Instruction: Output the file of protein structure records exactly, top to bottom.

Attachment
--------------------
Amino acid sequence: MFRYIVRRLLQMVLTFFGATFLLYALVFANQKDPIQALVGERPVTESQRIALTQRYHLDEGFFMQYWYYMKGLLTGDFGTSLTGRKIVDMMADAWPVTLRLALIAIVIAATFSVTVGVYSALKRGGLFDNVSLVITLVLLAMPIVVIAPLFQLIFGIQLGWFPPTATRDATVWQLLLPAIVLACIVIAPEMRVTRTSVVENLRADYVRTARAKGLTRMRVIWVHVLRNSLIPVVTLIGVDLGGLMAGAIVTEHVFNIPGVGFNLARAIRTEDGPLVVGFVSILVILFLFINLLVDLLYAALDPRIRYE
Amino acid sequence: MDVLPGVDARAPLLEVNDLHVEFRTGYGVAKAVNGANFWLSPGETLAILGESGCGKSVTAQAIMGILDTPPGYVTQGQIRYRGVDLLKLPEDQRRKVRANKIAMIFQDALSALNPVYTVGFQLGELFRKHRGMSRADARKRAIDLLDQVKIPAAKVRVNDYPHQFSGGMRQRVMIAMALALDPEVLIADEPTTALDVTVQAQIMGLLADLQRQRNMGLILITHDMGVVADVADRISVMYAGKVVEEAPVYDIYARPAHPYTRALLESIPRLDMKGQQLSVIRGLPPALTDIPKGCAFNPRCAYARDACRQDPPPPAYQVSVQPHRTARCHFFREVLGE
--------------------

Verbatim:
Amino acid sequence: MFRYIVRRLLQMVLTFFGATFLLYALVFANQKDPIQALVGERPVTESQRIALTQRYHLDEGFFMQYWYYMKGLLTGDFGTSLTGRKIVDMMADAWPVTLRLALIAIVIAATFSVTVGVYSALKRGGLFDNVSLVITLVLLAMPIVVIAPLFQLIFGIQLGWFPPTATRDATVWQLLLPAIVLACIVIAPEMRVTRTSVVENLRADYVRTARAKGLTRMRVIWVHVLRNSLIPVVTLIGVDLGGLMAGAIVTEHVFNIPGVGFNLARAIRTEDGPLVVGFVSILVILFLFINLLVDLLYAALDPRIRYE
Amino acid sequence: MDVLPGVDARAPLLEVNDLHVEFRTGYGVAKAVNGANFWLSPGETLAILGESGCGKSVTAQAIMGILDTPPGYVTQGQIRYRGVDLLKLPEDQRRKVRANKIAMIFQDALSALNPVYTVGFQLGELFRKHRGMSRADARKRAIDLLDQVKIPAAKVRVNDYPHQFSGGMRQRVMIAMALALDPEVLIADEPTTALDVTVQAQIMGLLADLQRQRNMGLILITHDMGVVADVADRISVMYAGKVVEEAPVYDIYARPAHPYTRALLESIPRLDMKGQQLSVIRGLPPALTDIPKGCAFNPRCAYARDACRQDPPPPAYQVSVQPHRTARCHFFREVLGE